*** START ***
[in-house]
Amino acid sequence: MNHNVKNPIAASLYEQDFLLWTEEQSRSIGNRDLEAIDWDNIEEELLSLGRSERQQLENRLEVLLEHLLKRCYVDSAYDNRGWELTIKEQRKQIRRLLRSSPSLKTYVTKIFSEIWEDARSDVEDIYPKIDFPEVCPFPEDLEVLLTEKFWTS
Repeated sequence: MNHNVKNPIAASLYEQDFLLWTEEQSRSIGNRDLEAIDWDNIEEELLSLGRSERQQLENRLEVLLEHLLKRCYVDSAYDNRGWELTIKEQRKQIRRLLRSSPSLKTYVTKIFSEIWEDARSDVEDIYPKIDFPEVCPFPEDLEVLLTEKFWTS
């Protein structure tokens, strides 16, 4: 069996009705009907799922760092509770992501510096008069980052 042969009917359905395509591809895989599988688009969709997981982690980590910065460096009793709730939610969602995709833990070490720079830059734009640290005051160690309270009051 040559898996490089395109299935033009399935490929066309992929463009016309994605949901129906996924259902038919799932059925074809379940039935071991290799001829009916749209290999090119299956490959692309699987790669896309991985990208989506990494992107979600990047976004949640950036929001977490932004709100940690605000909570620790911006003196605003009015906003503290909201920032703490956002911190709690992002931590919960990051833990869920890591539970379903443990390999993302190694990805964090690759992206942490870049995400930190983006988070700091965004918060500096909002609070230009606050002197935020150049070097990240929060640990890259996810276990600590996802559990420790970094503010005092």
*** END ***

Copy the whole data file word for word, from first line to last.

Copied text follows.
[in-house]
Amino acid sequence: MNHNVKNPIAASLYEQDFLLWTEEQSRSIGNRDLEAIDWDNIEEELLSLGRSERQQLENRLEVLLEHLLKRCYVDSAYDNRGWELTIKEQRKQIRRLLRSSPSLKTYVTKIFSEIWEDARSDVEDIYPKIDFPEVCPFPEDLEVLLTEKFWTS
Repeated sequence: MNHNVKNPIAASLYEQDFLLWTEEQSRSIGNRDLEAIDWDNIEEELLSLGRSERQQLENRLEVLLEHLLKRCYVDSAYDNRGWELTIKEQRKQIRRLLRSSPSLKTYVTKIFSEIWEDARSDVEDIYPKIDFPEVCPFPEDLEVLLTEKFWTS
């Protein structure tokens, strides 16, 4: 069996009705009907799922760092509770992501510096008069980052 042969009917359905395509591809895989599988688009969709997981982690980590910065460096009793709730939610969602995709833990070490720079830059734009640290005051160690309270009051 040559898996490089395109299935033009399935490929066309992929463009016309994605949901129906996924259902038919799932059925074809379940039935071991290799001829009916749209290999090119299956490959692309699987790669896309991985990208989506990494992107979600990047976004949640950036929001977490932004709100940690605000909570620790911006003196605003009015906003503290909201920032703490956002911190709690992002931590919960990051833990869920890591539970379903443990390999993302190694990805964090690759992206942490870049995400930190983006988070700091965004918060500096909002609070230009606050002197935020150049070097990240929060640990890259996810276990600590996802559990420790970094503010005092």